Updates about ongoing redistricting litigation in the Lone Star State and coverage of election law more generally. This website's goal is to try to make sure the redistricting process and litigation over voting law is as transparent and accessible as possible to the public. Hopefully, it will be of some use to a broad range of interested parties, both lawyers and non-lawyers. Have questions, comments, suggestions, additional content, or a redistricting joke (or two)? Feel free to contact me: Michael Li, michael.li@mlilaw.com, 202.681.0641.
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The Republican Party of Texas outlined its proposed alterations to the state’s election schedule in a filing made on Monday with the San Antonio court.

The RPT said the changes were needed because “it is very unlikely that a final interim plan will be adopted in time to conduct the planned March 6 General Primary.”

Among the changes under the proposal:

  • The March 6 primary would be limited to contests for President of the United States, United States Senator, Railroad Commissioner, Texas Supreme Court, Court of Criminal Appeals, Chief and Associate Justice of a Courts of Appeals, District Judge, Criminal District Judge, Family District Judge, and District Attorney. 
  • The primary for all other races - including contests for legislative, congressional seats, state board of education and county commission seats as well as justice of the peace, sheriff, and constable - would be May 29, with runoffs on August 14
  • The precinct lines used in the 2010 election would continue to be used for the March 6 primary.  Likewise, senate district conventions would be held on March 24 using the current (pre-redistricting) senate districts.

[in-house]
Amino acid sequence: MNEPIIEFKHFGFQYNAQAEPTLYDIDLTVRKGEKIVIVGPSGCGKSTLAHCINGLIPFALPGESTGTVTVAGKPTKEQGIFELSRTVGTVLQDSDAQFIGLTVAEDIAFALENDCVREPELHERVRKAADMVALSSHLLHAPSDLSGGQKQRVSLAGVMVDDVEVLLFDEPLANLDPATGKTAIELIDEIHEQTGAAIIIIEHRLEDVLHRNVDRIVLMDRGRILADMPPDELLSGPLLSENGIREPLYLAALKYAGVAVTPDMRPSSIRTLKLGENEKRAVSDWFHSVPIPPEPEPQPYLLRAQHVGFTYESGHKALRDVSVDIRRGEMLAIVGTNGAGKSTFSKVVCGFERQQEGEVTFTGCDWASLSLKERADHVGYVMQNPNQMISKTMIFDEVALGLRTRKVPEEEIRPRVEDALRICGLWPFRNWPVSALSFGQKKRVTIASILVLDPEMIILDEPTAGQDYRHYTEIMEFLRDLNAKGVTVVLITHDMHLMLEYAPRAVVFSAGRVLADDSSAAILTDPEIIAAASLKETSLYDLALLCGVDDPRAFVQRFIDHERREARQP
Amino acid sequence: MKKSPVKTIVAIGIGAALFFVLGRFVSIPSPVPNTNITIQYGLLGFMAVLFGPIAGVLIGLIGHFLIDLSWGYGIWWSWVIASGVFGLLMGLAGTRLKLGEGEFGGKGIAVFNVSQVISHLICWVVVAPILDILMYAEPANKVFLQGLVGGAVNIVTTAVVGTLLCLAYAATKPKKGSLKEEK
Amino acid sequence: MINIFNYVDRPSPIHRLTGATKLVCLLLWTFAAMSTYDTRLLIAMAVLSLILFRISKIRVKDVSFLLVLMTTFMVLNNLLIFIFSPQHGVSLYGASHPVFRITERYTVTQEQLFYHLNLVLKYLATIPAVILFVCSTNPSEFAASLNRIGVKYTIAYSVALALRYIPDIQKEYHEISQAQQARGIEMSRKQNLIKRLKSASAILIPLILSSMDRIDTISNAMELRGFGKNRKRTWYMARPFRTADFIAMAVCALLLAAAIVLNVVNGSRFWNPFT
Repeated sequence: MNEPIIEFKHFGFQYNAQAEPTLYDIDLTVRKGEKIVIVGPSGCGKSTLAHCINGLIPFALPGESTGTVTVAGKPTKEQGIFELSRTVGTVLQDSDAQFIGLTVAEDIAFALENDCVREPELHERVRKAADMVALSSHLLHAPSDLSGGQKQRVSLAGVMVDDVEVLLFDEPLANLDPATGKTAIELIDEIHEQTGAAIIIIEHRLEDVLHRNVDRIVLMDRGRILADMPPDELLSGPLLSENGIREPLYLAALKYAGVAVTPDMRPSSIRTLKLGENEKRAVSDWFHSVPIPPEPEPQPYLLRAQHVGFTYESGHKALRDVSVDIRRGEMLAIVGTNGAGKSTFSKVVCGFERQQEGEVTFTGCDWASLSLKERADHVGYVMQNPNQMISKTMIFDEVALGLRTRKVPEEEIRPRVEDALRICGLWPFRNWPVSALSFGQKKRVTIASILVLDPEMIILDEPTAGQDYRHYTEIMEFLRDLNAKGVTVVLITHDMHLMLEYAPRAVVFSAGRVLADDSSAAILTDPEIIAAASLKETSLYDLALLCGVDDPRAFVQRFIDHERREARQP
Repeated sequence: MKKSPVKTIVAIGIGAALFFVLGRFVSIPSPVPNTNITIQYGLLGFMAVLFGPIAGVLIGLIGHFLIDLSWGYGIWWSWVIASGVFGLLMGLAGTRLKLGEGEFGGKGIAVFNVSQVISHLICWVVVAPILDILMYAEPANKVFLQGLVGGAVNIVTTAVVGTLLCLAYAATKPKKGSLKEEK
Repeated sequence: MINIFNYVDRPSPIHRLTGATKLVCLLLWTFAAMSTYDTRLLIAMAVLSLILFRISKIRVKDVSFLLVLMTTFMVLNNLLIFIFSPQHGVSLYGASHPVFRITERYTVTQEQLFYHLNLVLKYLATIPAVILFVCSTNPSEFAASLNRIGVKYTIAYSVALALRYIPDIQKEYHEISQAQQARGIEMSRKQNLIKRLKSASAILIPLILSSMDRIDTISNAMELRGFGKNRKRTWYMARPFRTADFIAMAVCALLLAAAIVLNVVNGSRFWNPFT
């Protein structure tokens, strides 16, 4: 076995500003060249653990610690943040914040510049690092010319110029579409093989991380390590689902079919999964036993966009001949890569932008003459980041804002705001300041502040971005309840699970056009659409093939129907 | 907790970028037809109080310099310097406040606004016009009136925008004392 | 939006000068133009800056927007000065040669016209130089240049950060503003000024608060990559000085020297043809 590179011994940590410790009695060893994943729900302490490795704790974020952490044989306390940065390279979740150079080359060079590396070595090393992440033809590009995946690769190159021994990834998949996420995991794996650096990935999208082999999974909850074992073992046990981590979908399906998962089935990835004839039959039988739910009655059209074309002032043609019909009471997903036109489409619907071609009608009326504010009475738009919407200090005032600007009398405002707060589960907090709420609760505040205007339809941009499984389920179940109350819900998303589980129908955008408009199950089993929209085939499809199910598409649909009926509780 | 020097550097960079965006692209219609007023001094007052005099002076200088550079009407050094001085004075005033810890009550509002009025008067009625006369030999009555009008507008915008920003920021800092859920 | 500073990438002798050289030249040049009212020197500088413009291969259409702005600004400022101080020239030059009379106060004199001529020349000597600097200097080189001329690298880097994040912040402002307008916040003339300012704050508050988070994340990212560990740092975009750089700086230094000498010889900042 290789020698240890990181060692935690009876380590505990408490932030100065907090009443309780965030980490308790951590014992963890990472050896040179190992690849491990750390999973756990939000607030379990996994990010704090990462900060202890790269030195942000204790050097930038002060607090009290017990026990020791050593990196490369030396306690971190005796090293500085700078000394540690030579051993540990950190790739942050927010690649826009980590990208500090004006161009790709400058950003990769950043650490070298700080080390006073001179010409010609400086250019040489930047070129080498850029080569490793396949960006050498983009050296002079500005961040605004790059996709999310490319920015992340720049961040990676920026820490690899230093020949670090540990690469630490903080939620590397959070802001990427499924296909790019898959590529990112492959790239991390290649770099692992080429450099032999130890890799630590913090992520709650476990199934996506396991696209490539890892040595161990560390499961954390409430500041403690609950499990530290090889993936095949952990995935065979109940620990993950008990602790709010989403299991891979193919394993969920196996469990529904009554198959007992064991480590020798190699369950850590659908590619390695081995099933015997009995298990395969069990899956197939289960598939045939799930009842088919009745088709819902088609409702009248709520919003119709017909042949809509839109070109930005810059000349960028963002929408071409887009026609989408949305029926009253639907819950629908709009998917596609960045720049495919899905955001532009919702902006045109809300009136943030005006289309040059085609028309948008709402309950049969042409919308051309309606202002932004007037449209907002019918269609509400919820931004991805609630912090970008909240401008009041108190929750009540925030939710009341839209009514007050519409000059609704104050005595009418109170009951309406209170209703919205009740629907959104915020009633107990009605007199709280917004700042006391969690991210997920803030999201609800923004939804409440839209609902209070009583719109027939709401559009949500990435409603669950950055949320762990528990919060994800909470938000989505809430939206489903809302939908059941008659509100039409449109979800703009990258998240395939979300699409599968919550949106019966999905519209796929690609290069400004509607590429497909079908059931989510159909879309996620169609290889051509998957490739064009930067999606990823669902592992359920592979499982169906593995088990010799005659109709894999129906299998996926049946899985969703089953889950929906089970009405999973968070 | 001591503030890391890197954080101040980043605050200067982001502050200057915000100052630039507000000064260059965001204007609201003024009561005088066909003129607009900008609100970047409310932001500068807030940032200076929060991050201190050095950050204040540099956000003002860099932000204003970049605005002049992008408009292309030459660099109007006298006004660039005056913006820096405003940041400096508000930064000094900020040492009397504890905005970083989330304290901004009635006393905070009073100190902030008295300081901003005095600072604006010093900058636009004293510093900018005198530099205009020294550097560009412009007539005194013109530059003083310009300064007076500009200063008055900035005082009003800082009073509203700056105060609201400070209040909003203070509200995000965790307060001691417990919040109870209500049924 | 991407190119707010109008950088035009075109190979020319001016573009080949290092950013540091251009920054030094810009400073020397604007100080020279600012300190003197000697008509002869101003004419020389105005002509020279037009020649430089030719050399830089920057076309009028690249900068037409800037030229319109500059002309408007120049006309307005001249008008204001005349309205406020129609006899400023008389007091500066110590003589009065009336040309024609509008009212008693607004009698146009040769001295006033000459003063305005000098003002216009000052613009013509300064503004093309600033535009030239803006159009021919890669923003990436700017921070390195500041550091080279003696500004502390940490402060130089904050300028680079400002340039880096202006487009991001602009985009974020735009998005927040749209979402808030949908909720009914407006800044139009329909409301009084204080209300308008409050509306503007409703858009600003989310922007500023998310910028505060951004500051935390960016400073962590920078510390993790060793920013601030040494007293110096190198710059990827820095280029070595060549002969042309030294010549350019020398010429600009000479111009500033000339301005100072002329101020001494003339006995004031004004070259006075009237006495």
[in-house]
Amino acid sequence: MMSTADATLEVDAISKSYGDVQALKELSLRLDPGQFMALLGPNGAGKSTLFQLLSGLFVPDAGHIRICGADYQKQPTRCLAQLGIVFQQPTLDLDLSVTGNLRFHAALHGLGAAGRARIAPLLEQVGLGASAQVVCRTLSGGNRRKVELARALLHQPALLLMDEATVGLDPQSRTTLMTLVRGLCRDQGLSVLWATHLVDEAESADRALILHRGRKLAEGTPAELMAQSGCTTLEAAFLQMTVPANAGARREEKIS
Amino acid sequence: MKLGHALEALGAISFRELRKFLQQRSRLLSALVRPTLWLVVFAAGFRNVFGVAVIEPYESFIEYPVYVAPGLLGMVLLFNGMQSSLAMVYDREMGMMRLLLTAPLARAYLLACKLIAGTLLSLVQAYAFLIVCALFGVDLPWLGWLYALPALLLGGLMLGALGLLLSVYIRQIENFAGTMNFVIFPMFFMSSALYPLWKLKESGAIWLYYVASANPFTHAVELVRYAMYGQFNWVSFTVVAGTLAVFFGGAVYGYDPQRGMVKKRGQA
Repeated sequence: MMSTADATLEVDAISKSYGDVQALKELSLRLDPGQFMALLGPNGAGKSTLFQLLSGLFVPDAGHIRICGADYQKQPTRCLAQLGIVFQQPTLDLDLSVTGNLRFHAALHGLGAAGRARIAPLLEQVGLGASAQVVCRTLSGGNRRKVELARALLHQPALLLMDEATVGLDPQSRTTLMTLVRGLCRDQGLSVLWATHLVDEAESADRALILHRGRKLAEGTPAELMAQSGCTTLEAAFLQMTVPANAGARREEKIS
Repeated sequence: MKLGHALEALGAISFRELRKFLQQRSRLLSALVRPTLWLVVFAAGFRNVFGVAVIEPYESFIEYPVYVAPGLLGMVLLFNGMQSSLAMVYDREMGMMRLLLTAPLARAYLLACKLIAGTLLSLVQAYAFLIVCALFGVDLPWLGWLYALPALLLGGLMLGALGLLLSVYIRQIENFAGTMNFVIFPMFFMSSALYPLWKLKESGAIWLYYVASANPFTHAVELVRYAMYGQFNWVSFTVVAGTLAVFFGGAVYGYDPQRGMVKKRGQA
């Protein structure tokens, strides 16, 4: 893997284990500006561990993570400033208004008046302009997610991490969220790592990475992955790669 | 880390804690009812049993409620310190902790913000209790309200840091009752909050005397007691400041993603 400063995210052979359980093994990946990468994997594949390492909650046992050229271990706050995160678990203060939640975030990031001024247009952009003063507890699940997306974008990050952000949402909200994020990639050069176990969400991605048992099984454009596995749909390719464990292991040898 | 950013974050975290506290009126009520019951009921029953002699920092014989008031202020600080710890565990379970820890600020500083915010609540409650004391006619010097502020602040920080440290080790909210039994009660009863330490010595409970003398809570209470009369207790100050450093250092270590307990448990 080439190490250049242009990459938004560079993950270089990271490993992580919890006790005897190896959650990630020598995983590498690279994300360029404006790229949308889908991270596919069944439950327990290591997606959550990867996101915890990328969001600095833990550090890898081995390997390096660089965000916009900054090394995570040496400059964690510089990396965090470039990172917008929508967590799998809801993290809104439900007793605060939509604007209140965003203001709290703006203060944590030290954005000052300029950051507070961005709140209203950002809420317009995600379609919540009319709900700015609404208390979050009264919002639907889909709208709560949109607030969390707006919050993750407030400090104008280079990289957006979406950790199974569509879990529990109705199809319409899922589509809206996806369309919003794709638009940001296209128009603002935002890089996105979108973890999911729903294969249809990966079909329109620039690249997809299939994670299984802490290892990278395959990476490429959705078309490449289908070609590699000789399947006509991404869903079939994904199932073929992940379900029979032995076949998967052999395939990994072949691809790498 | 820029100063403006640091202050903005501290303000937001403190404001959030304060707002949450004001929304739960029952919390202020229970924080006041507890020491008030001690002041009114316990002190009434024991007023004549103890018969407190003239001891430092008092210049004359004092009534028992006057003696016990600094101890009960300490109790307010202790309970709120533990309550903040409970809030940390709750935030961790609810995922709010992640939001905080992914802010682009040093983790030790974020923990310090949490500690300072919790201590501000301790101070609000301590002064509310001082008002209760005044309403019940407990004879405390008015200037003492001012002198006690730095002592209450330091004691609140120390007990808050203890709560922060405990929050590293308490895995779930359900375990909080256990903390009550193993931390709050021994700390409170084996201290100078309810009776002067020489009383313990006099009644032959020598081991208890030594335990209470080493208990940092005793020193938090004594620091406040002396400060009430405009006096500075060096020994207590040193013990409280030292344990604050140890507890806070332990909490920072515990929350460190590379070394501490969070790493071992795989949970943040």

• All filings made to date for legislative or congressional seats would be deemed void by order of the court, and the Democratic and Republican parties would be barred from accepting any new such applications until a new filing deadline was established by the court. 
  • All filing fees paid to date by state house, senate, and congressional candidates would be refundable upon request to the candidate.  In addition, a candidate seeking a refund would be eligible to file for another district or office notwithstanding provisions of the Texas Election Code that prohibit a withdrawing candidate from filing for another office in the same cycle.

RPT chair, Steve Munisteri, told the court that he strongly opposed moving the Republican presidential primary, explaining in bolded text that:

Munisteri cannot emphasize enough to this court that moving the date of the Texas presidential primary, aside from placing difficulty, nay nearly impossible burdens on the administration of the Republican Party at all levels, but especially at the most basic level where it is wholly conducted by volunteers, will cause this court to likely change the result of the national Republican nomination for President of the United States.

Munisteri also said that it was virtually impossible at this point to move his party’s June 8-9 state convention, noting that the limited availability of space large enough to host a convention with over 14,000 delegates and also explaining that the RPT had already incurred $605,461 in contractual obligations related to the convention.

In a footnote, the RPT stated that its counsel had conferred with counsel for the Texas Democratic Party over the weekend but had not been able to reach an agreement, at least as of the time of the filing.

Here’s the Republican Party’s filing:


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